Asian stock markets posted cautious gains on Thursday following two days of rallies, after the passage of a $2 trillion stimulus package in the United States to combat the economic fallout from the coronavirus.
Senate leaders in Washington, DC voted in favour on the plan, which includes a $500bn fund to help hard-hit industries and a comparable amount for payments up to $3,000 to millions of US families.
Despite the enormous bill, investors appeared torn between relief at the agreement of a huge U.S. stimulus package and dread over a likely spike in US jobless claims, data on which will be released at 12:30 GMT.
MSCI’s broadest index of Asia-Pacific shares outside Japan rose 1.3 percent but regional performances were patchy.
The Nikkei snapped three days of gains with a 3.5 percent drop, while Australia’s benchmark rose for a third day – its longest winning streak in six weeks.
“There has been so much stimulus thrown at this,” said Jun Bei Liu, portfolio manager at Tribeca Investment Partners in Sydney.
“But the positivity related to it is really just sentiment,” she said, adding that investors were largely flying blind with so many companies withdrawing earnings guidance. Jobless figures may offer a “reality check,” she said.
In perhaps an early sign of the fragile mood, the risk-sensitive Australian dollar dropped 1 percent and the safe-haven Japanese yen rose in morning trade.
US stock futures rose 1 percent, following the first back-to-back session rises on Wall Street in more than a month.
The Dow Jones Industrial Average rose 2.4 percent and the S&P 500 1.2 percent, while the Nasdaq Composite dropped half a percent following a Nikkei report that Apple was weighing a delay in the launch of its 5G iPhone.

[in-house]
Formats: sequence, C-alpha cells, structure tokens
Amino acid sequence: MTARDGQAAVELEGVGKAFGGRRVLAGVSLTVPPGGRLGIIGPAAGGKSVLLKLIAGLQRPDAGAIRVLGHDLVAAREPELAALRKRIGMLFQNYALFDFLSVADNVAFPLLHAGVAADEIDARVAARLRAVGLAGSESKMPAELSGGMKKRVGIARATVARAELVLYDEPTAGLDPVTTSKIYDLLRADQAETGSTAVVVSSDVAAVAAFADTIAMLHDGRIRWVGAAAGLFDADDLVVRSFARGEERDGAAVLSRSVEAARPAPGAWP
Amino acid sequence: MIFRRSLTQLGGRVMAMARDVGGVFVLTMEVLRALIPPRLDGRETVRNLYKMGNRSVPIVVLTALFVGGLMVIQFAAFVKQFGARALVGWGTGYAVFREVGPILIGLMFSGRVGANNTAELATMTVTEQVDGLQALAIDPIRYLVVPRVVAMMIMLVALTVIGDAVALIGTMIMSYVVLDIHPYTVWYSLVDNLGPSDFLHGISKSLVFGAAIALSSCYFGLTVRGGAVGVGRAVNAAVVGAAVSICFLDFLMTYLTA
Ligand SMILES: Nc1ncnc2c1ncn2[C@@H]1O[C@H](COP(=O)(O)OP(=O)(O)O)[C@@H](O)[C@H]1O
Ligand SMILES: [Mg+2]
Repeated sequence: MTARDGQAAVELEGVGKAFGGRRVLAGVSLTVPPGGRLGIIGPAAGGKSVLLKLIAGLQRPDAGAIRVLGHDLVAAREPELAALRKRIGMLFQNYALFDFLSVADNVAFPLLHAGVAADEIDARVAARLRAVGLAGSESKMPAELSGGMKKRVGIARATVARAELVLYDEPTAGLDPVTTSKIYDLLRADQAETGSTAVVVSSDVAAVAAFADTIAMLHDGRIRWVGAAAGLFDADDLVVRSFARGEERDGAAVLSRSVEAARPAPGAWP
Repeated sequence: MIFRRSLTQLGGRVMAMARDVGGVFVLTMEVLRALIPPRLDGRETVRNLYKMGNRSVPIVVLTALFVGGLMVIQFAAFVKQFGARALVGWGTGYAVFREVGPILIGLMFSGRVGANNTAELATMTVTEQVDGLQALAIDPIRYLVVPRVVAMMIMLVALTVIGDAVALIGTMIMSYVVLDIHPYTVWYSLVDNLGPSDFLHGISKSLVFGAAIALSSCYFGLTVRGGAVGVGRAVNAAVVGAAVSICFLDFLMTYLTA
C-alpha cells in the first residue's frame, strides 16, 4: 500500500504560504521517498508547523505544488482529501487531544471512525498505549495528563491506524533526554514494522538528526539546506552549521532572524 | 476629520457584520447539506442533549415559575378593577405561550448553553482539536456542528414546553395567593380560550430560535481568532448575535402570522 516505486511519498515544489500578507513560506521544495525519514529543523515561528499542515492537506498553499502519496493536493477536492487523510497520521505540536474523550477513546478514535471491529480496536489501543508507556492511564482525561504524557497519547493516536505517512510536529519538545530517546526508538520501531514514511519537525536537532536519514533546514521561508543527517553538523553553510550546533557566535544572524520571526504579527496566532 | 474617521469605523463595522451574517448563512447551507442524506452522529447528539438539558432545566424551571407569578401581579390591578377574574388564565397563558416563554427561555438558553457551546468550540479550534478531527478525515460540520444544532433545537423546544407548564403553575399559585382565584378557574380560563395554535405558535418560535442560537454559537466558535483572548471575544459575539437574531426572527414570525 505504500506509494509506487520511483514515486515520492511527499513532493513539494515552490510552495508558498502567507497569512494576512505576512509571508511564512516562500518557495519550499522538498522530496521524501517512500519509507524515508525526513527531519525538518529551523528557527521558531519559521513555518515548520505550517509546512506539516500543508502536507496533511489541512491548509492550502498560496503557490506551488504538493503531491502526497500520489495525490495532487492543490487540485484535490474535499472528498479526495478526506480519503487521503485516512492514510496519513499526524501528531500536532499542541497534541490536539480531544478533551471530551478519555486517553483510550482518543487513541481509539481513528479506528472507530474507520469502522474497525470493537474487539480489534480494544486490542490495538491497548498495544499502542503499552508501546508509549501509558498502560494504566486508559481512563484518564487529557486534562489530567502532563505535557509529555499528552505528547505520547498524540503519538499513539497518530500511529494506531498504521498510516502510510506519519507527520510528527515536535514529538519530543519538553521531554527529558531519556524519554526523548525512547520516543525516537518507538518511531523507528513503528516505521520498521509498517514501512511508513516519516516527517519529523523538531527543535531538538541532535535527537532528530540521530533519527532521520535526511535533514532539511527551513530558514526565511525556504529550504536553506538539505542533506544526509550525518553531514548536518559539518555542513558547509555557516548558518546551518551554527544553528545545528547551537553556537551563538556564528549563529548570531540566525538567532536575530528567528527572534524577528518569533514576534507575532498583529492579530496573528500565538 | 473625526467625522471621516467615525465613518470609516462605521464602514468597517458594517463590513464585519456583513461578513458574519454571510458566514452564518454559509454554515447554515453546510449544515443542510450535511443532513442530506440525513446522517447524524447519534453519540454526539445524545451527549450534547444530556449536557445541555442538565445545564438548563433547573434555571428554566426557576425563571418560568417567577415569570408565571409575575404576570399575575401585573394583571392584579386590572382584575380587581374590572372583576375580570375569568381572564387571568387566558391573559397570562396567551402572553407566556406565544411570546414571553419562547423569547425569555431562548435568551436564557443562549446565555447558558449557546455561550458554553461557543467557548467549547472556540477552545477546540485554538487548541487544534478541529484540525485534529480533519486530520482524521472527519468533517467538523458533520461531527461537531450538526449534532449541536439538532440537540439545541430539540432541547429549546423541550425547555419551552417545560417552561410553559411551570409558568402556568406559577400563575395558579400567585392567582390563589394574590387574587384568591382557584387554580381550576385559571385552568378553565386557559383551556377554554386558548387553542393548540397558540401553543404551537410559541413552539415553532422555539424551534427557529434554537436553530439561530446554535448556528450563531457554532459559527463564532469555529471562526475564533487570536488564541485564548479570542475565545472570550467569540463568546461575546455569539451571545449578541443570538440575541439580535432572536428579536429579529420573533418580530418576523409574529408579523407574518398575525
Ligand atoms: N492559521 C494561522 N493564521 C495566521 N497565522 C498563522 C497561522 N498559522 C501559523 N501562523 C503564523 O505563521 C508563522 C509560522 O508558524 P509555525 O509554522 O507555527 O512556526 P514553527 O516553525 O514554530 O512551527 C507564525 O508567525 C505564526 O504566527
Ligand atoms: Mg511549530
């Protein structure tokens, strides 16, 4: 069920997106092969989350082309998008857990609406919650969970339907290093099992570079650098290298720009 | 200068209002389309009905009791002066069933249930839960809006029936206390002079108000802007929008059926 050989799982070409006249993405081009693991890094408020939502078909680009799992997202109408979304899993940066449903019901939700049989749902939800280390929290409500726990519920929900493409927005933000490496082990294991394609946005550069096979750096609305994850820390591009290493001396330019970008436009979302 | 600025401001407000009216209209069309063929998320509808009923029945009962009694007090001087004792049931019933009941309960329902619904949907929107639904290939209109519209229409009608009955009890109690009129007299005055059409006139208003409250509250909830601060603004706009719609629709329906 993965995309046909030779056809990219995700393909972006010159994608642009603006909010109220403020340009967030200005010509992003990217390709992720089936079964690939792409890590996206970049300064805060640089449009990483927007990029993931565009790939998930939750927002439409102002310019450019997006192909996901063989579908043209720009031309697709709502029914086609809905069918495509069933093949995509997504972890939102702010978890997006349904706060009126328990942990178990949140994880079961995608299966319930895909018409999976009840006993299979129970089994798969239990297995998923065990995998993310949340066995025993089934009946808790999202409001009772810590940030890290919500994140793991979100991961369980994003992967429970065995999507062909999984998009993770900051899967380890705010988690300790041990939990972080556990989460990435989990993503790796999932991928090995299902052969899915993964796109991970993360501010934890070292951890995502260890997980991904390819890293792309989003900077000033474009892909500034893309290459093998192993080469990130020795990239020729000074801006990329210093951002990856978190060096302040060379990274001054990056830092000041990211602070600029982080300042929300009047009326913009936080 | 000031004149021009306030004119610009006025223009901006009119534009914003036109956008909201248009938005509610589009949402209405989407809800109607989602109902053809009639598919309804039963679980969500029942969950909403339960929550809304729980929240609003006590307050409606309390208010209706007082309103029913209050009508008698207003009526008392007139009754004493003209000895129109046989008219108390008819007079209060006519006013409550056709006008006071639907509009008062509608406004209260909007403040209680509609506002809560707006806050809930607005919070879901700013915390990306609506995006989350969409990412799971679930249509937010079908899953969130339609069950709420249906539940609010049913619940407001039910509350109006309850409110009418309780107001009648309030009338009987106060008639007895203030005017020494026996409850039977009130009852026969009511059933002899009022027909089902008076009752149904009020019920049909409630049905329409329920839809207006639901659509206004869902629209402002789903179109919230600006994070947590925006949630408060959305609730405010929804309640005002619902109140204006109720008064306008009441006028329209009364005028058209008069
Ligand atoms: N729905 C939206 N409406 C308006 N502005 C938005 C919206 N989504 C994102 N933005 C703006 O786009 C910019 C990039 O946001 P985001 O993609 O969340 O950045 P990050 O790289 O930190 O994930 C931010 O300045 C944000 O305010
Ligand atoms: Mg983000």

“After this crazy three weeks of trading we are now coming to a more static state,” said Margaret Yang, market analyst at brokerage CMC Markets in Singapore. “Bulls and bears are fighting each other, with equal strength.”
Jobless claims to soar
The money at stake in the stimulus bill amounts to nearly half of the $4.7 trillion the US government spends annually.
But it also comes against a backdrop of bad news as the coronavirus spreads and as jobless claims are set to soar, with both expected to test the nascent bounce in markets this week.
California Governor Gavin Newsom told reporters on Wednesday that a million people in California had already applied for jobless benefits this month – a number that knocked stocks from session highs and has analysts bracing for worse to come.
RBC Capital Markets economists had expected a national figure more than 1 million in Thursday’s data, but say “it is now poised to be many multiples of that,” as reduced hours across the country drive deep layoffs.
“Something in the 5-10 million range for initial jobless claims is quite likely,” they wrote in a note.
That compares with a 695,000 peak in 1982. Forecasts in a Reuters news agency poll range from a minimum of 250,000 initial claims, all the way up to four million.
Trepidation seemed to put a halt on the US dollar’s recent softness in currency markets, with the dollar ahead by 1 percent against Australia and New Zealand’s currencies and up 0.6 percent against the pound.
It slipped 0.3 percent to 110.85 yen.
US crude slipped 1.5 percent to $24.11 per barrel and gold steadied at $1,608.14 per ounce.